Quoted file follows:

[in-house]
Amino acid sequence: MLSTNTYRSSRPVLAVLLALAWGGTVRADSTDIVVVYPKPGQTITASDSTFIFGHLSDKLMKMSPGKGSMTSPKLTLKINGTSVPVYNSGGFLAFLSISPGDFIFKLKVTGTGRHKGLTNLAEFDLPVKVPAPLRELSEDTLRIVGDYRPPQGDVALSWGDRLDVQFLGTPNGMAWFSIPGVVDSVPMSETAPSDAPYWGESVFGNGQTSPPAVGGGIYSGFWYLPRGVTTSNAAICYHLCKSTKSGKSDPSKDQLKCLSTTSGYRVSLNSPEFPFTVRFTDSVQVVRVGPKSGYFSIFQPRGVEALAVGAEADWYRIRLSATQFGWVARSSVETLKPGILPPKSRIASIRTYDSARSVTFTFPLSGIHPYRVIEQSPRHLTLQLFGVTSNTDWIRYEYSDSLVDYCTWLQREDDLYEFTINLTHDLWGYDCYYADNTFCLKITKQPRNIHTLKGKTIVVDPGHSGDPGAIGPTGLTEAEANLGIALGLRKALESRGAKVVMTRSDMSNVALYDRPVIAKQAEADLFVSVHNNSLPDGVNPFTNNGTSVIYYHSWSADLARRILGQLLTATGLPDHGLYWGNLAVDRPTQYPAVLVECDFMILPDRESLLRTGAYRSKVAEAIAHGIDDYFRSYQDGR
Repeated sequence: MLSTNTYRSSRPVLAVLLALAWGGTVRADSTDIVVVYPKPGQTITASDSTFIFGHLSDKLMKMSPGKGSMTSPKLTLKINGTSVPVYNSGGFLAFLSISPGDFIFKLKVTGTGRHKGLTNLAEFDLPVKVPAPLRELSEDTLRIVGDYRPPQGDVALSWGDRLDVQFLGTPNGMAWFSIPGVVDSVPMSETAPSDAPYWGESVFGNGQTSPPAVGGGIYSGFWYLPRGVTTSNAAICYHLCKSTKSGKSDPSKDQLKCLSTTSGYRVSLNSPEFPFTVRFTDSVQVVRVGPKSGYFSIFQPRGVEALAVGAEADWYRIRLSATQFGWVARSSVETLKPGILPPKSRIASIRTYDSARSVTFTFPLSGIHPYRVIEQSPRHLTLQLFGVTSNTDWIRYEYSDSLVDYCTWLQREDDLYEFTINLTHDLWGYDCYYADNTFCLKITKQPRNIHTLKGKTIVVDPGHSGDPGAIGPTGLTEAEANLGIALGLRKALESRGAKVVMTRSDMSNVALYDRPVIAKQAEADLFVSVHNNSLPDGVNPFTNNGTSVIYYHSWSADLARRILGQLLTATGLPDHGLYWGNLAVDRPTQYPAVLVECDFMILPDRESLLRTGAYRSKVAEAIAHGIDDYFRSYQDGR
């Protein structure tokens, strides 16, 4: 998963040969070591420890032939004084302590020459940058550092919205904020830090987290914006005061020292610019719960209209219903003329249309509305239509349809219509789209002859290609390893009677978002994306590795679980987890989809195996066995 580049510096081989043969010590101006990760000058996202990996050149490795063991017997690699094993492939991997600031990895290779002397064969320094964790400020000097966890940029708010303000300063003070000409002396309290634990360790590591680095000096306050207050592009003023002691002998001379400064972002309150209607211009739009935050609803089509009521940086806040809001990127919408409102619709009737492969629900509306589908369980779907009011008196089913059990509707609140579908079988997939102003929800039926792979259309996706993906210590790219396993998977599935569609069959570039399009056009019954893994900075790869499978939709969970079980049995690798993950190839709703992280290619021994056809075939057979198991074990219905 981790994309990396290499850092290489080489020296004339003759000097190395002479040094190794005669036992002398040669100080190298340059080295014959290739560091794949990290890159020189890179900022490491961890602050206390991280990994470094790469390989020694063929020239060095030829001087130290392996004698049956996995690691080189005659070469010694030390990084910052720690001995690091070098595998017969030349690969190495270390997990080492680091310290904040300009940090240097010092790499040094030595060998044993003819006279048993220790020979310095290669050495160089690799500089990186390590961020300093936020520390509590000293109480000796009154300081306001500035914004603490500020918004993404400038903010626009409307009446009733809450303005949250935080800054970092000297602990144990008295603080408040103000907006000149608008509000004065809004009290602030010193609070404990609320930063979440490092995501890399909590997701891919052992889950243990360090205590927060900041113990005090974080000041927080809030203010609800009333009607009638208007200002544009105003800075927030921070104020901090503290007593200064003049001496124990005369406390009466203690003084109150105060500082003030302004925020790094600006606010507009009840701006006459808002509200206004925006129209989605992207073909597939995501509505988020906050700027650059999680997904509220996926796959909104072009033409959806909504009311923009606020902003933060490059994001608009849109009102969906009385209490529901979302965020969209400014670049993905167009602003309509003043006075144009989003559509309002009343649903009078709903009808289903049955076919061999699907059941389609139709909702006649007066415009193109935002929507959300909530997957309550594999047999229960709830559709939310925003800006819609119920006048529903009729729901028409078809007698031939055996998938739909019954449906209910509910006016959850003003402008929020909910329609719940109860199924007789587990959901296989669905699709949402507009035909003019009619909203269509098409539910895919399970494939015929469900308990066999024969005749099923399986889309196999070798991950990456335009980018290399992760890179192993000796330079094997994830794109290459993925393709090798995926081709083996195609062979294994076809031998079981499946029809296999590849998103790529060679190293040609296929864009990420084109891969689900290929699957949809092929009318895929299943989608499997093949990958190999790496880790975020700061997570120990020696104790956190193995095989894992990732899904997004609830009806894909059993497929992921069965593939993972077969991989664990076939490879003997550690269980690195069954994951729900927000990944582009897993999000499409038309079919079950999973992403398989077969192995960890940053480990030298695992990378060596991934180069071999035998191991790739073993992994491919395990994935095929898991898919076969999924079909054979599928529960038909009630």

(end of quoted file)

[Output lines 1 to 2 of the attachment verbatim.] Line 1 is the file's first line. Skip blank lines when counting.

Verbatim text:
[in-house]
Amino acid sequence: MLSTNTYRSSRPVLAVLLALAWGGTVRADSTDIVVVYPKPGQTITASDSTFIFGHLSDKLMKMSPGKGSMTSPKLTLKINGTSVPVYNSGGFLAFLSISPGDFIFKLKVTGTGRHKGLTNLAEFDLPVKVPAPLRELSEDTLRIVGDYRPPQGDVALSWGDRLDVQFLGTPNGMAWFSIPGVVDSVPMSETAPSDAPYWGESVFGNGQTSPPAVGGGIYSGFWYLPRGVTTSNAAICYHLCKSTKSGKSDPSKDQLKCLSTTSGYRVSLNSPEFPFTVRFTDSVQVVRVGPKSGYFSIFQPRGVEALAVGAEADWYRIRLSATQFGWVARSSVETLKPGILPPKSRIASIRTYDSARSVTFTFPLSGIHPYRVIEQSPRHLTLQLFGVTSNTDWIRYEYSDSLVDYCTWLQREDDLYEFTINLTHDLWGYDCYYADNTFCLKITKQPRNIHTLKGKTIVVDPGHSGDPGAIGPTGLTEAEANLGIALGLRKALESRGAKVVMTRSDMSNVALYDRPVIAKQAEADLFVSVHNNSLPDGVNPFTNNGTSVIYYHSWSADLARRILGQLLTATGLPDHGLYWGNLAVDRPTQYPAVLVECDFMILPDRESLLRTGAYRSKVAEAIAHGIDDYFRSYQDGR